Kevin Costner starred in one excellent baseball movie, one that wasn’t so good but had more good moments in it than its detractors like to admit and one execrable pile of sappy treacle disguised as a baseball movie yet simultaneously doing a disservice to sappy treacle and baseball. I’ll let you guys figure out which one is which.
But he’s not done! At least he doesn’t think so. He was on Larry King’s show (Wait: Larry King still has a show?) promoting his most recent flick when he said that, maybe, he has one more baseball movie in him:
“I’ve enjoyed (all the baseball movies). I think I have one more in me. It has to do with the Cubs. I don’t know, I have to get it written.”
Please fund my Kickstarter campaign to go back in time and divert a young Kevin Costner’s attention away from baseball. “Bull Durham” would still exist without it. They would’ve gotten another actor to play Crash Davis and, while he did a great job with that role, it probably would’ve been OK with someone else. Kurt Russell coulda pulled it off I bet. Or Jeff Bridges. Ron Shelton’s script and Susan Sarandon make that movie anyway.
Consider yourself warned, Cubs fans. Kevin Costner has you on his radar.
ST. PETERSBURG, Fla. – Reliever Colin Poche went to salary arbitration with the Tampa Bay Rays on Tuesday with the sides just $125,000 apart.
The gap between the $1.3 million the pitcher asked for and the $1,175,000 the team offered was the smallest among the 33 players who exchanged proposed arbitration figures last month. The case was heard by John Woods, Jeanne Vonhof and Walt De Treux, who will hold their decision until later this month.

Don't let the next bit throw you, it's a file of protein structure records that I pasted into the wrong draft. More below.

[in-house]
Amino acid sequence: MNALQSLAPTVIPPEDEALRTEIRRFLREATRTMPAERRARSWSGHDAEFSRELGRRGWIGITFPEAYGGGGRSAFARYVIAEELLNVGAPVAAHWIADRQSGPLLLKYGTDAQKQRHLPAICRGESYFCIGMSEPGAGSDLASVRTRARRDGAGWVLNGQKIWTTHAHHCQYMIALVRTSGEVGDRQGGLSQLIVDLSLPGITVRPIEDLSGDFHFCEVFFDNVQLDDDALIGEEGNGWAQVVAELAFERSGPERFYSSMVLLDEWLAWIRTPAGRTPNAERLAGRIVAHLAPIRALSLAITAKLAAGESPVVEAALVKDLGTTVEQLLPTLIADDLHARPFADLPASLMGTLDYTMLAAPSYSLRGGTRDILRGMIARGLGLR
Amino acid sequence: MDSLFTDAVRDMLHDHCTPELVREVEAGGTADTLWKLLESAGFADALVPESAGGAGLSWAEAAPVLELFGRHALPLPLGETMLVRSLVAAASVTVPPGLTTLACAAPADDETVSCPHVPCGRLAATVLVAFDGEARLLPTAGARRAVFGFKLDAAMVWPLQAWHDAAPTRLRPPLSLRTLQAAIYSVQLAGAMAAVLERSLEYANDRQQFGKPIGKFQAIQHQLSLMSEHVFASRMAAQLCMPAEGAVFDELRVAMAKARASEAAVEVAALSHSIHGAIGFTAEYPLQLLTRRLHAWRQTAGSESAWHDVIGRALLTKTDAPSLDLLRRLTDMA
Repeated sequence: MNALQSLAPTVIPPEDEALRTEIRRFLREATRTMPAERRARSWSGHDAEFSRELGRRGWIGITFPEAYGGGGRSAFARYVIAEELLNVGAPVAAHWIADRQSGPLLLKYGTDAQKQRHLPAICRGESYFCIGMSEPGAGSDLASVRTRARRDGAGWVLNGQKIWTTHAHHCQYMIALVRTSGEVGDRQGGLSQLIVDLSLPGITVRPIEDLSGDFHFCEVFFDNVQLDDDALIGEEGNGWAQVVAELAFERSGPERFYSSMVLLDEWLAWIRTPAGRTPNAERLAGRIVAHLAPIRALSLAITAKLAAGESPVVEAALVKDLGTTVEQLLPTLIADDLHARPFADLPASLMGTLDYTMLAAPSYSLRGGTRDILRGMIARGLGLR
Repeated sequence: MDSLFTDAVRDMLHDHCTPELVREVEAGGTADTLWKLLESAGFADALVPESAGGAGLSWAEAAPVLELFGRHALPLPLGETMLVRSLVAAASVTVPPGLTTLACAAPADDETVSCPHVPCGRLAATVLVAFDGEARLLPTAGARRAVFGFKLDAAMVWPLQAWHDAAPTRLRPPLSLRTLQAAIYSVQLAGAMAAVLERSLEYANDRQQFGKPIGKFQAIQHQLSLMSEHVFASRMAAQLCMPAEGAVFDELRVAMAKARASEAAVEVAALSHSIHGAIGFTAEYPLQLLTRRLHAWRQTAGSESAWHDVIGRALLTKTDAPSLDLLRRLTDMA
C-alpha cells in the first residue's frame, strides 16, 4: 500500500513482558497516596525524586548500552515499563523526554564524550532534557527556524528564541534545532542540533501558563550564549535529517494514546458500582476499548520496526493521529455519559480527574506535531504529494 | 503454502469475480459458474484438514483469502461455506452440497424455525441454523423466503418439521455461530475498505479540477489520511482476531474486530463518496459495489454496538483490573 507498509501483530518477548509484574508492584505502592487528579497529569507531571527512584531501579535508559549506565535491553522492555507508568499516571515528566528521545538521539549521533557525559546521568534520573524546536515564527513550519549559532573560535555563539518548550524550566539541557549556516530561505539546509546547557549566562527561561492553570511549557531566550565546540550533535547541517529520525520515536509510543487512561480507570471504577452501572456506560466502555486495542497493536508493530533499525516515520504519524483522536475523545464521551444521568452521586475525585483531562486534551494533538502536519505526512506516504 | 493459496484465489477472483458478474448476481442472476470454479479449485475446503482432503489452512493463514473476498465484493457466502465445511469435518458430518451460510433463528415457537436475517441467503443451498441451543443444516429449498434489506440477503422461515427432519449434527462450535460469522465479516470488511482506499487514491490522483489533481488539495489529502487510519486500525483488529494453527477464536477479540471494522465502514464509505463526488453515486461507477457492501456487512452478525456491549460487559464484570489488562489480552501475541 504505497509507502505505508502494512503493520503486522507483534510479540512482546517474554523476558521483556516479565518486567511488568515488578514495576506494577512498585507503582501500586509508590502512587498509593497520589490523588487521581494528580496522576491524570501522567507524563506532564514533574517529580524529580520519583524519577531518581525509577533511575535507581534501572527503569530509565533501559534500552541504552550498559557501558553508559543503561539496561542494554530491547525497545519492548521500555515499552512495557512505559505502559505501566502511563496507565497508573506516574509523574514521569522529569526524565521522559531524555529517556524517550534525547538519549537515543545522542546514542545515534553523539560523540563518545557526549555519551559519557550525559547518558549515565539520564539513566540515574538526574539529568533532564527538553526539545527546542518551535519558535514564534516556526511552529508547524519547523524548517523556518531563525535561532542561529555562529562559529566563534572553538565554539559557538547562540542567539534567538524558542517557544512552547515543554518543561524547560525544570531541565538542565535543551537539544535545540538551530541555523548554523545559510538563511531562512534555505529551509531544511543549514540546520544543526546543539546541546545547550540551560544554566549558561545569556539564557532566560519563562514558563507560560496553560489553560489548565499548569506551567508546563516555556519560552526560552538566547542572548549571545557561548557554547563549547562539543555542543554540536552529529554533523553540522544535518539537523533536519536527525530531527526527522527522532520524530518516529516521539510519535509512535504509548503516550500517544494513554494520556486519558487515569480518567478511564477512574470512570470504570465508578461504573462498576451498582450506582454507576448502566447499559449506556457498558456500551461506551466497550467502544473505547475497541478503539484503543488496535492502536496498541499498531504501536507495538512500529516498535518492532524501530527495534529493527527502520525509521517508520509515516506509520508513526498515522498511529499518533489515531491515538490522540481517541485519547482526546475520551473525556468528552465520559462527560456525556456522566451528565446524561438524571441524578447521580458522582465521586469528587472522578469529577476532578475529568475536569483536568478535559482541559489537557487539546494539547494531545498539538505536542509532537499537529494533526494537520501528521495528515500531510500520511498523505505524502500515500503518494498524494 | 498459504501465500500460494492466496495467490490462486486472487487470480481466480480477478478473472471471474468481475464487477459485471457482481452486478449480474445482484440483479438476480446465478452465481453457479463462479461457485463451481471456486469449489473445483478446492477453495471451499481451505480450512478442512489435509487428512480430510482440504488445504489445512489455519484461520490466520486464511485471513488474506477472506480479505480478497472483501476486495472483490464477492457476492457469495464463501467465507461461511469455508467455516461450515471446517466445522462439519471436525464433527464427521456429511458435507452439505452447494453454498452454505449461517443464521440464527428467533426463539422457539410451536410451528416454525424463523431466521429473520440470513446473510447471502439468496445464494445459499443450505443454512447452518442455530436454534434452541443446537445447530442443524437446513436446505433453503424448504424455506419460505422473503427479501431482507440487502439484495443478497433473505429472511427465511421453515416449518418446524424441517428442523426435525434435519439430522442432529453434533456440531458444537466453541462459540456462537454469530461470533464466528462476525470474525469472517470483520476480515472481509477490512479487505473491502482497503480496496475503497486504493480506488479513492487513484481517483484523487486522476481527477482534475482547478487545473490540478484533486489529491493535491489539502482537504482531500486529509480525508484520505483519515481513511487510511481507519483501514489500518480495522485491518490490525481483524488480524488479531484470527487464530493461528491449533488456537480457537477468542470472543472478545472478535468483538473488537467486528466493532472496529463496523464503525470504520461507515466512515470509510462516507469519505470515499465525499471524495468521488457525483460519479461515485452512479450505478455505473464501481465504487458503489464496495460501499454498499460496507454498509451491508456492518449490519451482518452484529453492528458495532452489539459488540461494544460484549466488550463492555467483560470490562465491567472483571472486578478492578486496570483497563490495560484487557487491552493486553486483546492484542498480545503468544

A 29-year-old left-hander, Poche had Tommy John surgery on July 29, 2020, and returned to the major leagues last April 22 after six appearances at Triple-A Durham. Poche was 4-2 with a 3.99 ERA and seven saves in 65 relief appearances for the Rays. He struck out 64 and walked 22 in 58 2/3 innings.
Poche had a $707,800 salary last year.
Tampa Bay went to arbitration on Monday with reliever Ryan Thompson, whose decision also is being held until later this month. He asked for $1.2 million and the Rays argued for $1 million.
Rays right-hander Jason Adam and outfielder Harold Ramirez remain scheduled for hearings.
Players and teams have split four decisions thus far. All-Star pitcher Max Fried ($13.5 million) lost to Atlanta and reliever Diego Castillo ($2.95 million) was defeated by Seattle, while pitcher Jesus Luzardo ($2.45 million) and AL batting champion Luis Arraez ($6.1 million) both beat the Marlins.
A decision also is pending for Los Angeles Angels outfielder Hunter Renfroe.
Eighteen additional players are eligible for arbitration and hearings are scheduled through Feb. 17. Among the eligible players is Seattle utilityman Dylan Moore, who has a pending three-year contract worth $8,875,000.